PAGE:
Ghosts Tobias Forge – ‘I Want to Be What Metallica Was in the 80’s’

Ghost mastermind Tobias Forge has never been shy about his love for Metallica. (Even the group’s cover of “Enter Sandman” – from the 2021s Metallica’s Blacklist tribute album – is lovingly imaginative.) During a recent chat with AL.comForge admitted that he doesn’t just admire the iconic thrash quartet creatively but also commercialespecially in their first decade.

Near the end of their conversation, interviewer Matt Wake and Forge began discussing Ghost’s atypically astronomical success. Specifically, Wake stated, “There aren’t many rock bands from your era as big as Ghost. Why was Ghost able to break through at a time when pop, R&B and rap acts dominate commercially?”

Forge candidly admitted that there are “various reasons”, such as the notions that they “don’t write the same record every time” and that they are “consistently [trying] to bring a show to the people.”

He added: “It defies logic for a lot of bands, I think, to try to expand beyond their capabilities.”

He then offered two specific examples of artists and albums he appreciated from decades ago: “Because I was so determined that yes, I want to be what Metallica was in the ’80s, on…And justice for all‘ trip. That kind of band or similarPower slave‘with Iron Maiden. The kind of f—ing theater and playgrounds.”

While he has “always been very, very influenced by Pink Floyd and The Rolling StonesForge continued, he can’t help but “have a huge adaptation and childhood love of big-ass arena rock.”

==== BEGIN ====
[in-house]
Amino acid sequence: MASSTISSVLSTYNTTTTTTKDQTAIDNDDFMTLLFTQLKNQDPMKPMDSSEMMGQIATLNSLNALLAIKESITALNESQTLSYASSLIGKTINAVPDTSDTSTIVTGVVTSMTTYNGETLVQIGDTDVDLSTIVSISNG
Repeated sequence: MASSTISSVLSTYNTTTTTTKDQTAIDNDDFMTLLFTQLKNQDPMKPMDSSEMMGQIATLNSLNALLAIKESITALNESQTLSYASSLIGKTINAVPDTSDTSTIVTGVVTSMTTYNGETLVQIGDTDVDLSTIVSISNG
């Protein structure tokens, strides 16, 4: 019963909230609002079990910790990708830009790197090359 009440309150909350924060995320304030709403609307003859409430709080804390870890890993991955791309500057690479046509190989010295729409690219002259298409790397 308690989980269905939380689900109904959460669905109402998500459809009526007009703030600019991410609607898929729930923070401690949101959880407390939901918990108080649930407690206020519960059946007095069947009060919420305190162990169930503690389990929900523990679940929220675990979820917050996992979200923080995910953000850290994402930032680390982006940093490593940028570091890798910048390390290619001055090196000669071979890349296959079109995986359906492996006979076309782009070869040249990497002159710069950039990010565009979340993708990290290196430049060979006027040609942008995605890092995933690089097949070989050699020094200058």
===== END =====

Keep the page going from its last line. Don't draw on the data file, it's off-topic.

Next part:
Finally, Forge offered “a lot of kudos and credit” to Metallica — as well Panther‘s Phil Anselmo, Alice in ChainsJerry Cantrell, Foo FightersDave Grohl and Guns ‘n’ Roses Duff McKagan – to take Ghost on previous trips.

“They lifted the band . . . onto their stages and put us in front of a lot of people. Without that, this wouldn’t have happened,” Forge concluded.

To his point, Ghost has been doing exceedingly well of late. In fact, their latest LP is from 2022 Impera – gave them their first No. 1 spot on Billboard 200. Plus, they’re in the middle of their North American IMPERATOUR (beside Mastodon and Spiritbox), which is said to consist of many career-enhancing pearls.

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When was Metallica’s ‘…And Justice For All’ really released?

It’s a question that needs a simple, quick answer, but figuring out when …And justice for all was actually released is a complicated conversation. Although Metallica’s team has definitively told us that Sept. 7, 1988, is that day that …And justice for all hits the streets, we still find it fascinating and a little confusing how many different release date theories are out there. While the gallery below isn’t comprehensive, it begins to capture just how complicated this conversation really is.

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